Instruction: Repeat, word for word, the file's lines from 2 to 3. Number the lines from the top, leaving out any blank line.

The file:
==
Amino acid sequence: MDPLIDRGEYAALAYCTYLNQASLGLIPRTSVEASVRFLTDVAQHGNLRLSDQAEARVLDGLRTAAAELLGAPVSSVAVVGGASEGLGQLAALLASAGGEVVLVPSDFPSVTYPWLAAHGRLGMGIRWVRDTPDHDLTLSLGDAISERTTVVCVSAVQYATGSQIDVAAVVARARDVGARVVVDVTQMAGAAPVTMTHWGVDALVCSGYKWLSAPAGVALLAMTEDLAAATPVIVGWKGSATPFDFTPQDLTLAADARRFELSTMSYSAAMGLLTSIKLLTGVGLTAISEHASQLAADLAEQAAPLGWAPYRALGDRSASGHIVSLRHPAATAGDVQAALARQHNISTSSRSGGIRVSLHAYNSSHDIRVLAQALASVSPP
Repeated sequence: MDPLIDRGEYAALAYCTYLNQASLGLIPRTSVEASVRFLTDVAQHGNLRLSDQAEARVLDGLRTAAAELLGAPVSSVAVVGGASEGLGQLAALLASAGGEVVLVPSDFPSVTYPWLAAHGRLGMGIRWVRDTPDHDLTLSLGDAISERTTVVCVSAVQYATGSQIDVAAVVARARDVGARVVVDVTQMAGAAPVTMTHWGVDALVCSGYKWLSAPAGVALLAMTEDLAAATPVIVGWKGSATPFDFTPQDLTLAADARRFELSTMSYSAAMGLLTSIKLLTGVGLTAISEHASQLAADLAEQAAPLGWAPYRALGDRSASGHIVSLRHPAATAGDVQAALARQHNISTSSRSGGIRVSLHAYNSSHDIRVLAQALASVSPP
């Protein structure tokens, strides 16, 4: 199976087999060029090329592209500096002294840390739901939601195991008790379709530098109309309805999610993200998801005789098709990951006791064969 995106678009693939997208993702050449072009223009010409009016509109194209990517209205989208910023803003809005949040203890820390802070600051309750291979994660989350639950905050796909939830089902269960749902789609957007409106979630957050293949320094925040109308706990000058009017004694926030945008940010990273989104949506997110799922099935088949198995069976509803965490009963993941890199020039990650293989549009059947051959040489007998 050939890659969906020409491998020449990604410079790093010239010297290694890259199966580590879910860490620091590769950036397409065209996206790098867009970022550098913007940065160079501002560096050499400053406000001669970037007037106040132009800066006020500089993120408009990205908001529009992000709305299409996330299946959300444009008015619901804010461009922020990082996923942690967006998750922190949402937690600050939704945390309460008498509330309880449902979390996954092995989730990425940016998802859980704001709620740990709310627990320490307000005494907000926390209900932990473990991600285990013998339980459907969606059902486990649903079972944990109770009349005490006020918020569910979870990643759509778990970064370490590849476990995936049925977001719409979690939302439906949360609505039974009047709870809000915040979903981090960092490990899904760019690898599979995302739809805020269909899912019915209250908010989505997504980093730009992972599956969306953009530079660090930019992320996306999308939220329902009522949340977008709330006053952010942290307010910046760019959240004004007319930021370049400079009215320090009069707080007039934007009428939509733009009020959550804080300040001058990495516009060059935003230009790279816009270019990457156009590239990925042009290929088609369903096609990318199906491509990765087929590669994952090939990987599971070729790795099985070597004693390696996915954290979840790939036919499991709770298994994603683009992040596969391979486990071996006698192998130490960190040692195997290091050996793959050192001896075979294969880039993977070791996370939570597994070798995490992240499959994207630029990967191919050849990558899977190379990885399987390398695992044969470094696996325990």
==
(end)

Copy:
Repeated sequence: MDPLIDRGEYAALAYCTYLNQASLGLIPRTSVEASVRFLTDVAQHGNLRLSDQAEARVLDGLRTAAAELLGAPVSSVAVVGGASEGLGQLAALLASAGGEVVLVPSDFPSVTYPWLAAHGRLGMGIRWVRDTPDHDLTLSLGDAISERTTVVCVSAVQYATGSQIDVAAVVARARDVGARVVVDVTQMAGAAPVTMTHWGVDALVCSGYKWLSAPAGVALLAMTEDLAAATPVIVGWKGSATPFDFTPQDLTLAADARRFELSTMSYSAAMGLLTSIKLLTGVGLTAISEHASQLAADLAEQAAPLGWAPYRALGDRSASGHIVSLRHPAATAGDVQAALARQHNISTSSRSGGIRVSLHAYNSSHDIRVLAQALASVSPP
């Protein structure tokens, strides 16, 4: 199976087999060029090329592209500096002294840390739901939601195991008790379709530098109309309805999610993200998801005789098709990951006791064969 995106678009693939997208993702050449072009223009010409009016509109194209990517209205989208910023803003809005949040203890820390802070600051309750291979994660989350639950905050796909939830089902269960749902789609957007409106979630957050293949320094925040109308706990000058009017004694926030945008940010990273989104949506997110799922099935088949198995069976509803965490009963993941890199020039990650293989549009059947051959040489007998 050939890659969906020409491998020449990604410079790093010239010297290694890259199966580590879910860490620091590769950036397409065209996206790098867009970022550098913007940065160079501002560096050499400053406000001669970037007037106040132009800066006020500089993120408009990205908001529009992000709305299409996330299946959300444009008015619901804010461009922020990082996923942690967006998750922190949402937690600050939704945390309460008498509330309880449902979390996954092995989730990425940016998802859980704001709620740990709310627990320490307000005494907000926390209900932990473990991600285990013998339980459907969606059902486990649903079972944990109770009349005490006020918020569910979870990643759509778990970064370490590849476990995936049925977001719409979690939302439906949360609505039974009047709870809000915040979903981090960092490990899904760019690898599979995302739809805020269909899912019915209250908010989505997504980093730009992972599956969306953009530079660090930019992320996306999308939220329902009522949340977008709330006053952010942290307010910046760019959240004004007319930021370049400079009215320090009069707080007039934007009428939509733009009020959550804080300040001058990495516009060059935003230009790279816009270019990457156009590239990925042009290929088609369903096609990318199906491509990765087929590669994952090939990987599971070729790795099985070597004693390696996915954290979840790939036919499991709770298994994603683009992040596969391979486990071996006698192998130490960190040692195997290091050996793959050192001896075979294969880039993977070791996370939570597994070798995490992240499959994207630029990967191919050849990558899977190379990885399987390398695992044969470094696996325990």